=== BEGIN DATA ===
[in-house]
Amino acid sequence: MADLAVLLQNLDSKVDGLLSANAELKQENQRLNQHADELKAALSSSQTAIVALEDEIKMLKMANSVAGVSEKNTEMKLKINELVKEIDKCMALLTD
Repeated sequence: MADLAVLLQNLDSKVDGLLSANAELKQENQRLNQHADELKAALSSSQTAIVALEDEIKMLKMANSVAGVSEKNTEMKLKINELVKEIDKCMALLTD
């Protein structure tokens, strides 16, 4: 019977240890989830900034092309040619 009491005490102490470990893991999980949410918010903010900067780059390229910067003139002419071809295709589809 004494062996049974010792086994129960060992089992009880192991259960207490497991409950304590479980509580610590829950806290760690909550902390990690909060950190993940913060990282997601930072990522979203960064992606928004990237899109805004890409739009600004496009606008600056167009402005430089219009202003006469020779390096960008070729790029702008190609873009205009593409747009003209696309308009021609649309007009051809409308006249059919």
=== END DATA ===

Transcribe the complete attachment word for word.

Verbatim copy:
[in-house]
Amino acid sequence: MADLAVLLQNLDSKVDGLLSANAELKQENQRLNQHADELKAALSSSQTAIVALEDEIKMLKMANSVAGVSEKNTEMKLKINELVKEIDKCMALLTD
Repeated sequence: MADLAVLLQNLDSKVDGLLSANAELKQENQRLNQHADELKAALSSSQTAIVALEDEIKMLKMANSVAGVSEKNTEMKLKINELVKEIDKCMALLTD
């Protein structure tokens, strides 16, 4: 019977240890989830900034092309040619 009491005490102490470990893991999980949410918010903010900067780059390229910067003139002419071809295709589809 004494062996049974010792086994129960060992089992009880192991259960207490497991409950304590479980509580610590829950806290760690909550902390990690909060950190993940913060990282997601930072990522979203960064992606928004990237899109805004890409739009600004496009606008600056167009402005430089219009202003006469020779390096960008070729790029702008190609873009205009593409747009003209696309308009021609649309007009051809409308006249059919």